- Drones & Piano, Pt. 1
- Drones & Piano, Pt. 2
- Drones & Piano, Pt. 3: The 8th Tune
- Drones & Piano, Pt. 4
- Drones & Piano, Pt. 5
- Drones & Viola, Pt. 1: Material in D
- Drones & Viola, Pt. 2: Material in a Handsome Stack
- Drones & Viola, Pt. 3: Material with No Tricks
- Drones & Viola, Pt. 4: Material in a Long Cadence
- Drones & Violin, Pt. 1: Material in Eb
- Drones & Violin, Pt. 2: Material in Sevenths
- Drones & Violin, Pt. 3: Material in Two Keys
- Drones & Violin, Pt. 4: Material with Shifting Drones
- Drones In Large Cycles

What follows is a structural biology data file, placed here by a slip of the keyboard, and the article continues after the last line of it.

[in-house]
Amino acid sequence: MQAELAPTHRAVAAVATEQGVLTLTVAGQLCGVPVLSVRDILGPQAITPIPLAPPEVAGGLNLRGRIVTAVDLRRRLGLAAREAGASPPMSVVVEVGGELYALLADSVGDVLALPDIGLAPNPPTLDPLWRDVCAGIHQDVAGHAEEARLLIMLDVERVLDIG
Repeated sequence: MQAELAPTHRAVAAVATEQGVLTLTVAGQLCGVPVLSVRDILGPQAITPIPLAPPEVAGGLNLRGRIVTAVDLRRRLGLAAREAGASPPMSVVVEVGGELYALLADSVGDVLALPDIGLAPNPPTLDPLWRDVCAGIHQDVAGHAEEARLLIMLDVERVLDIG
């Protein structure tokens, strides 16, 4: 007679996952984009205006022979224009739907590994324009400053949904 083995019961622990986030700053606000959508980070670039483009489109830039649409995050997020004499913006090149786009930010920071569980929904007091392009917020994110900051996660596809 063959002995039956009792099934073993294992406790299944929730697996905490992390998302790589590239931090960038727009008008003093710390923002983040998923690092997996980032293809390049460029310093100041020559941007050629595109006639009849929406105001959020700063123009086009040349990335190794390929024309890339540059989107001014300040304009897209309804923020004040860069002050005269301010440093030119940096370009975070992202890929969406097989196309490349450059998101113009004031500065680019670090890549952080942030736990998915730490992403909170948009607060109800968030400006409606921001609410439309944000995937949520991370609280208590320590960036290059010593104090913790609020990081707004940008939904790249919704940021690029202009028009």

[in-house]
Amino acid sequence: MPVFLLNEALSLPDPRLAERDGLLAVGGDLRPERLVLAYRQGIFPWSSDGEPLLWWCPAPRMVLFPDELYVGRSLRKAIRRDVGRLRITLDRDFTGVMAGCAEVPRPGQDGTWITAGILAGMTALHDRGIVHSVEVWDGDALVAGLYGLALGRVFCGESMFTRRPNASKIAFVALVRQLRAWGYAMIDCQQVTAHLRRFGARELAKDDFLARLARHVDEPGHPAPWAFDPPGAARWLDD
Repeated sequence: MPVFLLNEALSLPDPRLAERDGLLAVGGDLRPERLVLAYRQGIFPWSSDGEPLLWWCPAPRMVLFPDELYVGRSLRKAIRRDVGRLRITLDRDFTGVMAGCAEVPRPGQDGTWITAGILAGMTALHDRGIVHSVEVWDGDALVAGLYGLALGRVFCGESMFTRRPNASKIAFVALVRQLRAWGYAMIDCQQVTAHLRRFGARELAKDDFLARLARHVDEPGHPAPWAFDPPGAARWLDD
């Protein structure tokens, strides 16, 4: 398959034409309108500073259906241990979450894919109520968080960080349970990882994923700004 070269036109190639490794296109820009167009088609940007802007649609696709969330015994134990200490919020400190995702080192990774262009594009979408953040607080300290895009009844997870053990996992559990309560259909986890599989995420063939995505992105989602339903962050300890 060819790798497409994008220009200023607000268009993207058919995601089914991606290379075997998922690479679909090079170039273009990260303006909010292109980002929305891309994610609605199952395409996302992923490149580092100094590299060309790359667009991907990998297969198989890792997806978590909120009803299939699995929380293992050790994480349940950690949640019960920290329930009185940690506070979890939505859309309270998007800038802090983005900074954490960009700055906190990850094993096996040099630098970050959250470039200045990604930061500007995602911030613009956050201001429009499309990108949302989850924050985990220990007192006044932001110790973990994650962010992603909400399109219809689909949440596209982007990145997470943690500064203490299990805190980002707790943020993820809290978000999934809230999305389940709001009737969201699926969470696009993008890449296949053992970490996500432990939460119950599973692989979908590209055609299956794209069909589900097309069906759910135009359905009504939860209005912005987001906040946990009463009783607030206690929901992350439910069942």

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In popular music circles, Nico Muhly is best known as an arranger, pianist, and collaborator, given his work with everyone from Björk and Ane Brun to Antony Hegarty, Bonnie Prince Billy, and Usher, just to name a few. Of course, this is only a small part of his identity. Muhly is also an internationally renowned composer. He has collaborated with Philip Glass, written film scores, choral and chamber works, and has issued a trio of albums on the Bedroom Community label. Indeed, his chamber and choral works have been released by no less than the stalwart classical label, Decca. He has received commissions from a bevy of international musical organizations. Drones is a compilation album of three EPs released earlier in 2012. Muhly composed the pieces with a different soloist in mind: pianist Bruce Brubaker, violist Nadia Sirota, and violinist Pekka Kuusisto. The composer plays the accompanying drones on stringed instruments and piano. Two of these works, Drones & Piano and Drones & Violin, were commissions. Though based on drones, these works are far from "easy," they reflect his ability to offer many different timbral and harmonic possibilities. Though his drones provide an ever-present "hum," his soloists engage in ambitious pursuits unique to their instruments. Though it is only a shade over a minute long, in "Drones & Piano, Pt. 3: The 8th Time," an almost transcendent melody emerges from a blocky, dissonant, percussive din. In "Drones & Viola, Pt. 2: Material in a Handsome Stack," Muhly's piano offers a two-note chord on which Sirota engages in long, dramatic tones in her lower register, adding tension and dynamic. "Drones & Viola Part IV Material with a Long Cadence," she offers a series of extended statements ranging from the taut to the pastoral; both sit placidly and in dramatic contrast to the middle register piano drones. "Drones & Violin I, Materials in Eb" shifts its tensions from the shimmering piano chord to sometimes languid, sometimes dissonant tonal and timbral accents played by Kuusisto. In addition to the three EPs, there is a new work included here as a bonus, "Drones in Large Cycles." It features Muhly on programmed and glitched synths, as piano, violin, and piano interact to create ever-repetitive cycles that gradually evolve and transform into others; they evoke not minimalism but its memory. They enter and exit without warning. At nearly 12 minutes, it is perhaps the most harmonically and texturally complex piece here, but is also among the most gentle and resonant. Drones is a necessary acquisition for anyone interested in Muhly's work outside pop.